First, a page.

FedNow: a move towards the digital dollar?
The US Federal Reserve will launch this summer a real-time payments system designed to streamline transactions between bank accounts. This is a development that some critics see as a further step towards a digital dollar to counter cryptocurrencies and eliminate cash.
In an increasingly digital and interconnected world, payment systems are evolving to meet the needs of businesses and consumers who demand access to fast payment services to make transactions more efficient and better control their cash flow. The private sector has been at the forefront of this evolution, but governments also want to play a role.
To meet these needs, the US Federal Reserve plans to introduce a new payment system known as FedNow in July this year. This new instant payment platform is designed to enable secure and efficient payments in real-time, 24 hours a day, 365 days a year.
This is a great advantage for businesses and consumers, as they will not have to rely on traditional processing times, which can now be several business days. The new system will allow funds to be transferred instantly between participating bank accounts, and as a non-profit governmental organisation, it will be able to offer more competitive prices.
On the other hand, the adoption of FedNow by US banks, corporations and major financial institutions could result in other foreign entities being forced to use the service. This is significant because it could help the dollar, also in digital form, to perpetuate its reign in international cross-border transactions. This is a possibility that cannot be ruled out in the face of increasing de-dollarisation and the announcement of the launch of a new currency by the BRICS group.
A new payment system linked to the digital dollar?
In parallel with the launch of FedNow, the Federal Reserve is considering the possibility of introducing the digital dollar. As other countries have done already, this would involve putting into circulation a Central Bank Digital Currency (CBDC). This proposal has been criticised on the grounds that it could affect the fundamental freedoms of citizens, increasing the ability of governments to track and control the population.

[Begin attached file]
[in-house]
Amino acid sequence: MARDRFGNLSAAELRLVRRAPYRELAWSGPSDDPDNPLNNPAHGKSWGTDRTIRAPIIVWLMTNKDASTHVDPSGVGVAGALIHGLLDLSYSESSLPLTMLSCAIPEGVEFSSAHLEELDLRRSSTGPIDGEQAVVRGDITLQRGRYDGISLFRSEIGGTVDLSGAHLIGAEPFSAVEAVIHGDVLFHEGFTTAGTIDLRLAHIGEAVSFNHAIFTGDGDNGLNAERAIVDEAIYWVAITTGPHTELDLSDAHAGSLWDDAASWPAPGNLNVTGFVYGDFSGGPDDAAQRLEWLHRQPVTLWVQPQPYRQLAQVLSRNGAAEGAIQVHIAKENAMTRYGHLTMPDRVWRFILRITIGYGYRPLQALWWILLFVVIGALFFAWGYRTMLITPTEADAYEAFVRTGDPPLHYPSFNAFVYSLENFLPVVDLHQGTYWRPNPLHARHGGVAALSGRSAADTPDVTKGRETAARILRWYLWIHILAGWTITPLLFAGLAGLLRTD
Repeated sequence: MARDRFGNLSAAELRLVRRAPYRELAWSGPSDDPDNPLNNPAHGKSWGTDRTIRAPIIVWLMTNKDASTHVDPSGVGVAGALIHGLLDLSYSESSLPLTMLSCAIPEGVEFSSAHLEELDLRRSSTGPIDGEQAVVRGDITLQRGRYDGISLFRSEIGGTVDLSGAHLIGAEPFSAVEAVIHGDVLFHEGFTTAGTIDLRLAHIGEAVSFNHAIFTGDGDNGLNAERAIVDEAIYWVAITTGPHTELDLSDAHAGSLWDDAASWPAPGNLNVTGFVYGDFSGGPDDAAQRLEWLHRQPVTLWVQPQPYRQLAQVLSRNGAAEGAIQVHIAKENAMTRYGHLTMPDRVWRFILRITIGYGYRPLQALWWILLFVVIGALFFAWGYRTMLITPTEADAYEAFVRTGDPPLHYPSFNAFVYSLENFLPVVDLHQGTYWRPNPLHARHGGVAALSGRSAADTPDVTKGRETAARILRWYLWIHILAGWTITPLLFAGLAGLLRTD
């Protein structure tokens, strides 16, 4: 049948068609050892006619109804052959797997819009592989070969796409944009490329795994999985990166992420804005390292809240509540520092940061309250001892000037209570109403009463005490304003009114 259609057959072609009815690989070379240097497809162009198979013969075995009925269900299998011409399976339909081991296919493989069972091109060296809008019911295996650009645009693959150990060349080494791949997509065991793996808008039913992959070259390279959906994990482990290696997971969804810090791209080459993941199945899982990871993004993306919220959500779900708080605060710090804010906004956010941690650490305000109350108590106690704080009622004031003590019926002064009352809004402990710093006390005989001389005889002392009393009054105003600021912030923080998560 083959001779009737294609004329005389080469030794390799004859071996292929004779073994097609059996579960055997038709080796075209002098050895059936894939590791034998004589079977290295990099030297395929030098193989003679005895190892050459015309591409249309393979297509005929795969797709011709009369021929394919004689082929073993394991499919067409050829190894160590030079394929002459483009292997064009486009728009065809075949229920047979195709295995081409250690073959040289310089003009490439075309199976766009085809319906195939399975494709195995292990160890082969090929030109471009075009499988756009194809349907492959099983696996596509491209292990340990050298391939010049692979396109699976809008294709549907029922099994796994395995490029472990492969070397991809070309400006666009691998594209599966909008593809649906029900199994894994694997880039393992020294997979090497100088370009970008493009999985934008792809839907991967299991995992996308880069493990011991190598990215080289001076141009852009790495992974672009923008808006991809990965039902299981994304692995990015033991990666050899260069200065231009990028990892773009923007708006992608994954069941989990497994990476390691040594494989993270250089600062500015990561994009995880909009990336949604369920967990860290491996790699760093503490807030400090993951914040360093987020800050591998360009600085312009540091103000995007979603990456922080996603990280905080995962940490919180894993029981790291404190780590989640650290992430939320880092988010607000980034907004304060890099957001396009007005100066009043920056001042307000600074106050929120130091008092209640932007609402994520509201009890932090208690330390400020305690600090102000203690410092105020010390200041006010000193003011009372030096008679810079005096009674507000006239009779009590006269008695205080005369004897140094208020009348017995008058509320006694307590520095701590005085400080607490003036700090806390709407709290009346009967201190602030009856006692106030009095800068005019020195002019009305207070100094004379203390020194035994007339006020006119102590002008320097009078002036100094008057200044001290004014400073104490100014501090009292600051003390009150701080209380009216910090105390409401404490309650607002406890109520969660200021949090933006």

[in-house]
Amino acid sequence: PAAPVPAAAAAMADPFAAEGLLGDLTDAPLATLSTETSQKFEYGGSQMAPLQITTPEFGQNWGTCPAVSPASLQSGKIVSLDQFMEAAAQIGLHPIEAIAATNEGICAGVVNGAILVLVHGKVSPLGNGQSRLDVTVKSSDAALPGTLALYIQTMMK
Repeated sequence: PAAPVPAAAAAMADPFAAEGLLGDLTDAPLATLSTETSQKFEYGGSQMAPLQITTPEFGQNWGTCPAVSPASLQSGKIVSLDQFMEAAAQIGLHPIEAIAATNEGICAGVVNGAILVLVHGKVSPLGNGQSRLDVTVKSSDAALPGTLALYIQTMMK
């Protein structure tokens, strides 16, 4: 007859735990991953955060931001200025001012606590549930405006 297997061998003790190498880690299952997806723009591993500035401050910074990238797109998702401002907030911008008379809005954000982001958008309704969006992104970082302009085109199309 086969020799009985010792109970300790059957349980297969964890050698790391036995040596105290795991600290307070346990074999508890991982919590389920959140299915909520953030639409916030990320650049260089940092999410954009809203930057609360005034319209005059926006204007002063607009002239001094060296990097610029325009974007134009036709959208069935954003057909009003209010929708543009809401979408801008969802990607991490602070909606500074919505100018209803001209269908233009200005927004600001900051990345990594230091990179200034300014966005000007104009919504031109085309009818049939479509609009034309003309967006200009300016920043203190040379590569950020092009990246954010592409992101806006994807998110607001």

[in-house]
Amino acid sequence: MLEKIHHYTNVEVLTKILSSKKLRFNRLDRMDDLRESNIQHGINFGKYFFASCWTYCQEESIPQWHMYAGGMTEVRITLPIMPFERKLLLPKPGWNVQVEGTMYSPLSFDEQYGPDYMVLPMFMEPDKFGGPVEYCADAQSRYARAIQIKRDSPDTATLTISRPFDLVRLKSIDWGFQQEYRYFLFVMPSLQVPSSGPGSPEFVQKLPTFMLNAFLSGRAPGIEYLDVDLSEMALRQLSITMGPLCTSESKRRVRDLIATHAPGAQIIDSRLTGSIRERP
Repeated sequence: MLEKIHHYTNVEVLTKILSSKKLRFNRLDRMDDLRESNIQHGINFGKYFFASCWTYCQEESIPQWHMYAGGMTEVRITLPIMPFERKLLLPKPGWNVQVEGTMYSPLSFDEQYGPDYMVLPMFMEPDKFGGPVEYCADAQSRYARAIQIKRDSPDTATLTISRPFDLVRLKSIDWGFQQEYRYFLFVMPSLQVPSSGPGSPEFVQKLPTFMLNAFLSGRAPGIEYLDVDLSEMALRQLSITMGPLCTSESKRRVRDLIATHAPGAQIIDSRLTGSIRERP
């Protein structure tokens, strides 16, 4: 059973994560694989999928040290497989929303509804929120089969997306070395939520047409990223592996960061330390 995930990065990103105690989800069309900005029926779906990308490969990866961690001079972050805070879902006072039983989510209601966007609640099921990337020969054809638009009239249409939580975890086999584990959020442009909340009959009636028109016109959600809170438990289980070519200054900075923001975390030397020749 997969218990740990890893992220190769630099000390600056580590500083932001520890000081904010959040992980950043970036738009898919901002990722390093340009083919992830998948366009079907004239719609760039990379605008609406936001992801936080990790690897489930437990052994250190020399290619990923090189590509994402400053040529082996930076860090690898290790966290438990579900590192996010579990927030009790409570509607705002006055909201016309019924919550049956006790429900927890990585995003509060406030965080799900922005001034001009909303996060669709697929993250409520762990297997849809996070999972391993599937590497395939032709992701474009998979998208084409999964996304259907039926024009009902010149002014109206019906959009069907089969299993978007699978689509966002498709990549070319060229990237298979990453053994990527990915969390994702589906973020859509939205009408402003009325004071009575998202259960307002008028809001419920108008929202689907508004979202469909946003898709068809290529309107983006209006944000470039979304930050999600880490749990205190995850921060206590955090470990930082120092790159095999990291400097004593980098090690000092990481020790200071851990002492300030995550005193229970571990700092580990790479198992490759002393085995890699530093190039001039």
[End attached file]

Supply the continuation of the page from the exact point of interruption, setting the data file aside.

In this regard, Florida Governor Ron DeSantis and presidential candidate Robert Kennedy Jr, questioned the motives behind the possible introduction of the digital dollar and the new FedNow payment system. Specifically, Robert Kennedy Jr stated that the issuance of a digital dollar will serve as a mechanism to control US citizens, just like the FedNow payment system, declaring that “the distinction between FedNow and a CBDC is important from a technical point of view, but not from a civil liberties point of view”.
As a result of these statements that seek to link the two proposals, yet another controversy has been unleashed on social networks, in which content is circulating that claims that the Federal Reserve will launch a central bank digital currency called FedNow this July, which will give more power to the government to ratify financial slavery and political tyranny.
This misinformation has gone viral to the point that the Fed has deemed it necessary to officially deny it, stating that “FedNow is not related to a digital currency. FedNow is a payment service that the Federal Reserve makes available to banks and credit unions to transfer funds. The FedNow service is neither a form of currency nor a step toward the elimination of any form of payment, including cash.”
Additionally, federal officials – including Fed chair Jerome Powell and former vice chair Lael Brainard – noted that a digital dollar could still be years away from becoming a reality, but that FedNow could emerge as a better alternative to a CBDC. Be that as it may, the controversy is served, and is likely to further boost the case for cryptocurrencies as decentralised digital currencies that can be used as a defence against CBDCs or other state-backed monetary alternatives.
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